For example, while working on a client’s business, we crafted a series of branding ads. We tested multiple colors, logos, CTAs, and fonts across an engagement campaign. We basically let our target audience decide how the brand should look. We had fun making a guessing game of what color or logo would get the most engagement and we were surprised by the results every single time! In that same way, don’t assume you know better than the customer.

Know Your Tools

In college, I did construction work to help pay the bills. There was a slew of tools that were required to bring on Day One. One of these tools was a chalk reel. Being young (and cheap) I thought I knew better and didn’t consider this a necessary expense. After making a single cut where I wasted nearly a dozen sheets of plywood, I decided a $10 chalk reel would be the more cost-effective option.

Similarly, you need to know the ‘what’ and the ‘why’ of your company’s tech stack. You may have a stronger solution in mind, but it’s never safe to just assume that you’re correct. Not only might you make a poor investment in new technology or cut an essential piece of tech you didn’t know was needed, but you just might damage your reputation. Be slow to speak (or act) and quick to listen. You can discover a lot if you ask questions regarding why your company leverages the tech you have. Then you can begin to identify the gaps, make changes and/or identify supplemental tech investments to optimize your marketing performance. Don’t be hasty – make educated decisions in your tech stack.

Know Your Data

Customer personas, industry standards, and technology are all important, but it’s the ability to sift through the mountains of data, then organize and communicate information accurately and concisely.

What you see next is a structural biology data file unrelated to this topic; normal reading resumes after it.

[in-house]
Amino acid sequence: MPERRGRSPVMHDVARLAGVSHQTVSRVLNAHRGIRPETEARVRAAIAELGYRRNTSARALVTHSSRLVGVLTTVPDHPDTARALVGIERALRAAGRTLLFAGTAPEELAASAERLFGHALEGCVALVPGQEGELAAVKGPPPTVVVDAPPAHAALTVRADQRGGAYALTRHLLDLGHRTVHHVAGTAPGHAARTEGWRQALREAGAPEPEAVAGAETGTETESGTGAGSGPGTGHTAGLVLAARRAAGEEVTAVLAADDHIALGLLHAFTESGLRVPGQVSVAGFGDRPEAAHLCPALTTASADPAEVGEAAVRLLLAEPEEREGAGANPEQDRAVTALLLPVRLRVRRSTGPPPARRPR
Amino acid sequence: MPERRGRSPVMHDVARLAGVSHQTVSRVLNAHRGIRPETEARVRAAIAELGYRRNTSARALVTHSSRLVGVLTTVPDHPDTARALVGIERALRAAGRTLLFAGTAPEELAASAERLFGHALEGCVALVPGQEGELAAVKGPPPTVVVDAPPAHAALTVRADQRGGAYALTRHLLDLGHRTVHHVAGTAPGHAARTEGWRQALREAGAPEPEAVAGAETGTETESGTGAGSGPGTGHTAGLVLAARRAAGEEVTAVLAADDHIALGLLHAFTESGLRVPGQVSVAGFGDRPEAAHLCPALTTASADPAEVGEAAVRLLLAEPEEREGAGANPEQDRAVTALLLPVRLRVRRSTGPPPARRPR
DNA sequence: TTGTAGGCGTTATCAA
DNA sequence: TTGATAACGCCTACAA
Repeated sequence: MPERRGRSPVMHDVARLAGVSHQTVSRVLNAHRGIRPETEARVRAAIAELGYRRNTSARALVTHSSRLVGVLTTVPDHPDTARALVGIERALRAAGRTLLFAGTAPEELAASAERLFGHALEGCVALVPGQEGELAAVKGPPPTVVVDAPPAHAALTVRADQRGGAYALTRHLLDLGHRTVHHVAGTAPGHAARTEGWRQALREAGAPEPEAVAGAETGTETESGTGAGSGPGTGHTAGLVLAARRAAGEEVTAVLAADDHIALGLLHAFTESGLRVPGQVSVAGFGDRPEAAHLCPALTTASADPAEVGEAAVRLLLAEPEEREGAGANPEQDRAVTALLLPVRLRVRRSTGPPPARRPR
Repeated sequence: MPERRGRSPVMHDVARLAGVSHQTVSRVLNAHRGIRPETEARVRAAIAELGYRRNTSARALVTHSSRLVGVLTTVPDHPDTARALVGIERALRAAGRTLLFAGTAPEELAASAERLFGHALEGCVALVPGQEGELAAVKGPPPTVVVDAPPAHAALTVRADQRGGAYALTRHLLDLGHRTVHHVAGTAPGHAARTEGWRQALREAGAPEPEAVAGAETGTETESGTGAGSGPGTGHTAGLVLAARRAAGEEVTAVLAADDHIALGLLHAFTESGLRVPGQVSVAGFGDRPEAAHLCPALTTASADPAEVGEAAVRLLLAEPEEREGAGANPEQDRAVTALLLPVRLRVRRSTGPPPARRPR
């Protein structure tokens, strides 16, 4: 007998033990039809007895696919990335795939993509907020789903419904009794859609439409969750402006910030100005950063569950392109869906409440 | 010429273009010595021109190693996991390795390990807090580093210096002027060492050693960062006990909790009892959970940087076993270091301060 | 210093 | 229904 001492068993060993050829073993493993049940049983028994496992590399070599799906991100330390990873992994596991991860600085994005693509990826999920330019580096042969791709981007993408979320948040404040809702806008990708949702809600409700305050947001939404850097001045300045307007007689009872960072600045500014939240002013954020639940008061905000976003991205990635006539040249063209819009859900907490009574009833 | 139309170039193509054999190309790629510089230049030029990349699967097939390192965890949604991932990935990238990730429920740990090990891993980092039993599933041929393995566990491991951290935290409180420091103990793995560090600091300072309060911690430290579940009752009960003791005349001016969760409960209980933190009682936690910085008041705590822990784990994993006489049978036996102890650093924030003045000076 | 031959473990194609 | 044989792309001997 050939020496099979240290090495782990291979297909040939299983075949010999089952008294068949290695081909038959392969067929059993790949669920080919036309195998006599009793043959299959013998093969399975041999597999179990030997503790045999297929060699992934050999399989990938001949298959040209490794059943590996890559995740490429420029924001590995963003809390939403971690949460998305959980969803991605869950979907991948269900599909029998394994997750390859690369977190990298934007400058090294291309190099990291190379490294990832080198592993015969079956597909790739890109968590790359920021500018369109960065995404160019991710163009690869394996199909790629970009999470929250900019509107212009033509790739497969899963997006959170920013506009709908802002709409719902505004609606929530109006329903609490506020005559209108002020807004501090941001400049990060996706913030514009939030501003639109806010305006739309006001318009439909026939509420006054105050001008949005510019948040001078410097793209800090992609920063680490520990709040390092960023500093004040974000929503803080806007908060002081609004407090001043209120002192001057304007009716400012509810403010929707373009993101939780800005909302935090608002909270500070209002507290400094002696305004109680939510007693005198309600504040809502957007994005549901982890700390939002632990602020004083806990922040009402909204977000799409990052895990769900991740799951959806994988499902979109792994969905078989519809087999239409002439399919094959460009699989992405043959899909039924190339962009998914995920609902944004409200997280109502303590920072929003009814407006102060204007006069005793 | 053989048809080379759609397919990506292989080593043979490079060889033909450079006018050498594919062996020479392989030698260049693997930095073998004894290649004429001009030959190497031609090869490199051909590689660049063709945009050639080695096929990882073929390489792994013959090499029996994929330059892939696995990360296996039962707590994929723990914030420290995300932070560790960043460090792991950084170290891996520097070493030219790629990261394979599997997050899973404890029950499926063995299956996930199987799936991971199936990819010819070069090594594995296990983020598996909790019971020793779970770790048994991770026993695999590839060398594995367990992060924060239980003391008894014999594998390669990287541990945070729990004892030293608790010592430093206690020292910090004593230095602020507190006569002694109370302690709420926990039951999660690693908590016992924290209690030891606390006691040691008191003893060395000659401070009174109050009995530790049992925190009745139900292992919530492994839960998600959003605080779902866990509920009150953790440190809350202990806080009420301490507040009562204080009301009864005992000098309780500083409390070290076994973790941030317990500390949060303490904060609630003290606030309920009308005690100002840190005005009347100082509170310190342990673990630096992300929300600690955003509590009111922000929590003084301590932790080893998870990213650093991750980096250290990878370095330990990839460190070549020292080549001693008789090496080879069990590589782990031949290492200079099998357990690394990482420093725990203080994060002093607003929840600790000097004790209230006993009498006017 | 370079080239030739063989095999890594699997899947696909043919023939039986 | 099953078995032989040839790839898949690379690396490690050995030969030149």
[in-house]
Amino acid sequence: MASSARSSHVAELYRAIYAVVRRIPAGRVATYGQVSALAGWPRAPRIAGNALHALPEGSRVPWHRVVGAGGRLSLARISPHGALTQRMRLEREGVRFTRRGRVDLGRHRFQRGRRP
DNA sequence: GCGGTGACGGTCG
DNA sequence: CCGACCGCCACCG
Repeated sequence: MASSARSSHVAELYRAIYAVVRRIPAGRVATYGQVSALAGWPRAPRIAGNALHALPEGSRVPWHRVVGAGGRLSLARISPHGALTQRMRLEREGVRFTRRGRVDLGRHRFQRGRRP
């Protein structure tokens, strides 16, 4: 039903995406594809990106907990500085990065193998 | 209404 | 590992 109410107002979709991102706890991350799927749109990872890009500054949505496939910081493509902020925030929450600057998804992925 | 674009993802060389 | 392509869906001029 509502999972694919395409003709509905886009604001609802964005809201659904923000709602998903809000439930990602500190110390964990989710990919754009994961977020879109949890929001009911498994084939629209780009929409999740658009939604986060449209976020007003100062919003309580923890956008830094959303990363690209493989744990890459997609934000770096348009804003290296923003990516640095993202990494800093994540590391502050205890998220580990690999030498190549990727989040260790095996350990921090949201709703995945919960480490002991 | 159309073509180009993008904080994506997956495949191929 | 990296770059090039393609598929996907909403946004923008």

I’ll be the first to admit there is a lot of data to go through and it can be overwhelming. As a leader, and I can’t stress this enough, you must compartmentalize the data. Compartmentalization is a process that helps organize a plethora of information into actionable steps. It’s not that you over generalize customer data or put a positive spin on a poor campaign’s performance. Instead, it’s a skill used to translate data from past campaigns and market trends into educated, honest, and improved steps for the next campaign. It takes a healthy bit of compartmentalizing to tackle the gamut of information and options to determine the best way forward.

While technology is a huge part of the marketing landscape, it’s only a portion of what’s required to successfully navigate the marketing waters. Listen and learn. Get to know your audience. This will help you understand your industry and the world in which you’re competing. Learn and analyze your existing tech stack – ask more questions. Finally, use the lens of compartmentalized data to increase performance and – instead of focusing on revenue, focus on the enhancement of your customer’s experience. Revenue will follow.